Dave: (15:46)
Again, please address how you keep it going, how you keep it going when you have run into the political system and the other things that you’re the entrenched people and lobbyists and the rest of it.

Robert Strock: (16:04)
Well, you, you hit a sore spot when you say the political system and you also hit an opening. So, the sore spot is that these ideas have been embraced by the whole regenerative agricultural community throughout the world and the homelessness community throughout the State of California. And the political system is still a challenge to make major breakthroughs, but we’re making headway. The key is just as the poor mustn’t get negative toward the rich, those that are trying to make changes, mustn’t get negative about the politicians. And we need to see that our own, especially if we’re a half or maybe only if we’re a half, if we’re a half and we’re running against walls, we need to see that our life itself for almost all of us has been rooted in protecting our wealth. And that, that is a self-centeredness. And if we, the wealthy, have that self-centeredness and the poor don’t have any power, then of course, we’re going to elect politicians that are going to be self-centered and are going to feed our interests.

Robert Strock: (17:15)
So, if we identify with being part of the cause of electing the politicians that haven’t had the group will to really care for those that don’t have a real chance on their own because of where they were born, then it helps develop the patients and the perseverance. And it has helped me personally, a lot to see that even though at 72, it’s very evident. I don’t have anything better to do. I realize it’s taken me a while to wake up and I realize I’m not up, I’m still in the midst of waking up. And all of us need to recognize that we’re never going to wake up, wake up. So, have an arrow pointing in the direction of every little step, step matters, every barrier we need to face, and then try to find a healing direction. And when we can get the knack of that, which is really psycho-politics, number one, facing our challenges and then really going for what’s the healing direction.

Robert Strock: (18:22)
And seeing that with money and questioning, it’s like, how can we really be motivated to do much of anything else when we really see the fires are there? And the drought is here and the dangers of terrorism are here and the corruption is massive and right in front of us and facts are not facts anymore. That allows an inspiration. It can allow a reactivity and an anger. And of course at one level I’m angry as hell. And I want to scream on the rooftop and say, “I’m mad as hell. And I don’t want to take it anymore. I’m not going to take it anymore.” But I realize if I cave into that anger and I don’t transmit it into some kind of passion, that’s trying to arouse that center in other individuals, and not touch the guilt space, but touch the awake space, touch the best-self space, touch the inspiration, touch the innocence.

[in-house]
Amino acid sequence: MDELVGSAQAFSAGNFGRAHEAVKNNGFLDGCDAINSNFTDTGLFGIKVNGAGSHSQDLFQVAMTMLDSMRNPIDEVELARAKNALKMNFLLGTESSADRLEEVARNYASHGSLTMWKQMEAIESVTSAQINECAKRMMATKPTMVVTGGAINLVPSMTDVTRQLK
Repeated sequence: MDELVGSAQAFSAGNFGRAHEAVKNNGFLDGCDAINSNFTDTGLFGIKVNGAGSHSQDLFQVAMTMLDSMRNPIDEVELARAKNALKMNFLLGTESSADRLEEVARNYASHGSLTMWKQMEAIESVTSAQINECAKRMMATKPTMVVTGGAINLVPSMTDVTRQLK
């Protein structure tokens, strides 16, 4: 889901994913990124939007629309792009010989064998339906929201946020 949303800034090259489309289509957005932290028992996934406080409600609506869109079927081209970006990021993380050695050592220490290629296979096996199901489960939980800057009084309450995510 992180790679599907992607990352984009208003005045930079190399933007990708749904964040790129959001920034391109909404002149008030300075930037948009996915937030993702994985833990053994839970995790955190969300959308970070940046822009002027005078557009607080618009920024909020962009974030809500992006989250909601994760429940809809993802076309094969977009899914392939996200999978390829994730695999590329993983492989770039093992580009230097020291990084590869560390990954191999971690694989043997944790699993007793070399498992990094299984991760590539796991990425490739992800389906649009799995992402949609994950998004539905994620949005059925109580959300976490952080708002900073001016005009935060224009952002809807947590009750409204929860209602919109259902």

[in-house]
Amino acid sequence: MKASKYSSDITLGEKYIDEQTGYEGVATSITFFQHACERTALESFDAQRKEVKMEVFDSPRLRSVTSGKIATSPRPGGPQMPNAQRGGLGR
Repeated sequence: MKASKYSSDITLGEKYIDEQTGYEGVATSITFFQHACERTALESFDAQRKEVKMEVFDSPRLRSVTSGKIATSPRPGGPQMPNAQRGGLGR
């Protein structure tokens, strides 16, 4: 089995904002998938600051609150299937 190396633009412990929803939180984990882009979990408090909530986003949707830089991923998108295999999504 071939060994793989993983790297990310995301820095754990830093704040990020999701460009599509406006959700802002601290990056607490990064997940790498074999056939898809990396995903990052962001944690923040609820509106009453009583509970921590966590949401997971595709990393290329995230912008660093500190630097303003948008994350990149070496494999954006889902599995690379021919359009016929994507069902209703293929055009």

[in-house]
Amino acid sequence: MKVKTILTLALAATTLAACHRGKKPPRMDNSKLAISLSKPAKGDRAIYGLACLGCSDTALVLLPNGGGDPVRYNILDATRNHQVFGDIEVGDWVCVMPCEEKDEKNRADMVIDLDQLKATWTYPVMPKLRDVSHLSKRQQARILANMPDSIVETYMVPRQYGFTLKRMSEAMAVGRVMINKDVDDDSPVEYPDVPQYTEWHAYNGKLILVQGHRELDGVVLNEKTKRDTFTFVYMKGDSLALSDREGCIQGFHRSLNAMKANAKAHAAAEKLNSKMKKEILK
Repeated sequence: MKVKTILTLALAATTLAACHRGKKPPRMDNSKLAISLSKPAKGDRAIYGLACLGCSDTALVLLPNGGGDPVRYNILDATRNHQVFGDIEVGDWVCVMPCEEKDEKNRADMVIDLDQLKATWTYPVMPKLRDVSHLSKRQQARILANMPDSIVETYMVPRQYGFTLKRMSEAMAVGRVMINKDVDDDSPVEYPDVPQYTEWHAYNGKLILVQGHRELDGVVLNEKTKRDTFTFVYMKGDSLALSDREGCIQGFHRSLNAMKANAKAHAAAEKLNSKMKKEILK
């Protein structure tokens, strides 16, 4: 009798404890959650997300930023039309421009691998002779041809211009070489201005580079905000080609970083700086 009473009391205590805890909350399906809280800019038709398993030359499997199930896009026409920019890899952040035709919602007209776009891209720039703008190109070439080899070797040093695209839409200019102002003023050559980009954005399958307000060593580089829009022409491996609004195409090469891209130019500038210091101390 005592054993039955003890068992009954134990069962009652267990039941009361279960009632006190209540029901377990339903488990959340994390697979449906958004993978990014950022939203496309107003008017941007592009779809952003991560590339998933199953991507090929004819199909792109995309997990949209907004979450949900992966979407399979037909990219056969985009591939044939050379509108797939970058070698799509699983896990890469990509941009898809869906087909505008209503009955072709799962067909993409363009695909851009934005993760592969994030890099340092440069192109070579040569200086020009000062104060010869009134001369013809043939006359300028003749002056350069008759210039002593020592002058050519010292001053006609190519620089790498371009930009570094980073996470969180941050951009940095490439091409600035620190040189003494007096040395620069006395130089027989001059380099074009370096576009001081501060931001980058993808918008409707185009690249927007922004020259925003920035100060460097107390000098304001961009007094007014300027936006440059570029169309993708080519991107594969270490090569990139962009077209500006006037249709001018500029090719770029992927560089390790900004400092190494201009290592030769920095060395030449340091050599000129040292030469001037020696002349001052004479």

Robert Strock: (19:23)
That’s where the sweet spot is. And it’s so critical as your question implied, can we each see that we’re part of the politicians that our self and involvement is going to create politicians that are going to want to feed us and that part of us. But imagine if the majority of us were really saying, no, I want to follow Andrew Yang’s proposal and have a thousand dollars be given to the poor. I don’t think a thousand dollars to everyone, but a thousand dollars to people that are below the poverty line and create a sense of community where everyone has that option. Then we start to see the optimism. Then we start to see the inspiration. And every one of those communities can have the option to do regenerative agriculture or clean energy or any kind of manufacturing that’s going to help the planet and how doable it is.

Robert Strock: (20:25)
If we stay in that state of looking for the solutions, rather than reacting against the problems, finding the core universal needs, rather than the personal reactive negativity. And it’s not a matter of getting over the reactive personal negativity, it’s a matter of seeing it, feeling it, carrying forward, and then recentering on the question of how can I be my best self as it relates to caring for those I love and the survival of the planet and the caring for those that have the least chance and giving them an opportunity to survive. Does it make sense to you to keep as separate as you have, even if you’re involved? Does it make sense to not get more involved from our country and the world? When we see it falling apart, this is a very personal question or not. And when we asked that question, we feel an aliveliness, it comes from an innocence.

Robert Strock: (21:35)